When your team adopts a culture of self-learning, they will optimize their use of the IT services you provide.  Your job: provide the leadership and resources your team needs in place to train and continue to develop their skills.

The results:

  • More productive individuals and teams
  • Fewer IT systems and services that lower costs
  • Improved security and data management
  • Better returns on your IT investments and spending

Your Call To Action

Schedule time with one of our Cloud Advisors or contact us to discuss ways to upskill your team, reduce IT redundancy, and streamline your IT budget. The conversation is free, without obligation, and at your convenience.

About the Author

Bill SeyboltBill is a Senior Cloud Advisor responsible for helping small and midsize organizations with cloud forward solutions that meet their business needs, priorities, and budgets. Bill works with executives, leaders, and team members to understand workflows, identify strategic goals and tactical requirements, and design solutions and implementation phases. Having helped over 200 organizations successfully adopt cloud solutions, his expertise and working style ensure a comfortable experience effective change management.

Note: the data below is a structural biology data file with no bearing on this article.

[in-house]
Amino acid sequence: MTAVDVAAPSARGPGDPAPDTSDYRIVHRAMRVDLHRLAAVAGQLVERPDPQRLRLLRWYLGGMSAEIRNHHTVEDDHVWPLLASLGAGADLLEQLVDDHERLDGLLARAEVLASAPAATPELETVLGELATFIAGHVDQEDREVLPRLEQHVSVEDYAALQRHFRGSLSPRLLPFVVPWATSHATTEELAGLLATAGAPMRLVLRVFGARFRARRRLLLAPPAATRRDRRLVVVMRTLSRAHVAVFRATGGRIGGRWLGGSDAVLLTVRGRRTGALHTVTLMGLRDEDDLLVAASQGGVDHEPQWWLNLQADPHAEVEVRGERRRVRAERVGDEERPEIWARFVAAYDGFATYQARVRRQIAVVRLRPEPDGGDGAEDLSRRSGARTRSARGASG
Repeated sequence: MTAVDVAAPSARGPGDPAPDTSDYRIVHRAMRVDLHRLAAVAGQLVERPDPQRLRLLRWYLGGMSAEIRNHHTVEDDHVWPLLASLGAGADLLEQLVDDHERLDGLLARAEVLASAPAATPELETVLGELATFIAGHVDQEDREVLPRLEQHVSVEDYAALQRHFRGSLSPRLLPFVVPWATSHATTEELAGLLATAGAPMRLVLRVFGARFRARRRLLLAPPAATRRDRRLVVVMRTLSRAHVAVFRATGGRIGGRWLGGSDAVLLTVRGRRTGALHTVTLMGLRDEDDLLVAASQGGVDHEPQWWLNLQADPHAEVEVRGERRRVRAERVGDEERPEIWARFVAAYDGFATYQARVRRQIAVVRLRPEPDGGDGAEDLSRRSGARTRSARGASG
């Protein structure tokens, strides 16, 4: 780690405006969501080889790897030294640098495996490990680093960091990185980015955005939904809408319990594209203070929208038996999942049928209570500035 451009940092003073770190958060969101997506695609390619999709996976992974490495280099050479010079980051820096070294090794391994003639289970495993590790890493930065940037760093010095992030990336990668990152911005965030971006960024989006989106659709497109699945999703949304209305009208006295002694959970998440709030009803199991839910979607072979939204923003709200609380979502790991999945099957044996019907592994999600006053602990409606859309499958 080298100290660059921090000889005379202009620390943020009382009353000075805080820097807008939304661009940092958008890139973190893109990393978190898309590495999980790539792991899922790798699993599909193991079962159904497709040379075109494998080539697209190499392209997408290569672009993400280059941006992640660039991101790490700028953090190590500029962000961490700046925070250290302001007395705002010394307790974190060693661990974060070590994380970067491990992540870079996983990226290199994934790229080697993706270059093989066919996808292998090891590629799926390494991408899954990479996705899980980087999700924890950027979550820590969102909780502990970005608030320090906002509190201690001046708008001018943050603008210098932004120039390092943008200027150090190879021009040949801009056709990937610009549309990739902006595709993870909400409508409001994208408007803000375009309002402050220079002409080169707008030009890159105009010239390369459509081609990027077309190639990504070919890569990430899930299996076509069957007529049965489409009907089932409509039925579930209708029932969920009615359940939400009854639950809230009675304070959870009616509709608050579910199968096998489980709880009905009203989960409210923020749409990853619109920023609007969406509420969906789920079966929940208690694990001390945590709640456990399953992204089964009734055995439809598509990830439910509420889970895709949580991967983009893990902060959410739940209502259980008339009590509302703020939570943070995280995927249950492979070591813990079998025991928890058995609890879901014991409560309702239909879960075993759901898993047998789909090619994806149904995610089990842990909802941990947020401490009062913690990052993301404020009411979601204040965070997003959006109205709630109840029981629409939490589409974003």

The State and Future of Remote Work

As noted in a recent article published by American City Business Journals, the state and future of remote work are still up for debate.  Remote work and hybrid work arrangements continue to face resistance. Our reduced need for office space still impacts city centers and commercial real estate markets.  And yet, employees still want remote and hybrid work arrangements. The desire to have work-from-home options is strong enough that many employees will take pay cuts in exchange for the flexibility.

Some of the Data

Work from Home Research noted that paid full days worked out of office was about 27%, year to date, in 2023.  This represents a very slight decrease from recent months.

In February 2023:

  • 60% of employees worked full-time in the office
  • 28% of employees worked in a hybrid arrangement
  • 12% of employees worked remotely full time

40% of employees continue to work some or all of their time outside the office.

A recent study by Robert Half found:

  • 28% of job postings were advertised as remote
  • 32% of employees who work in the office at least one (1) day per week would take an average 18%  pay cut to work remotely full time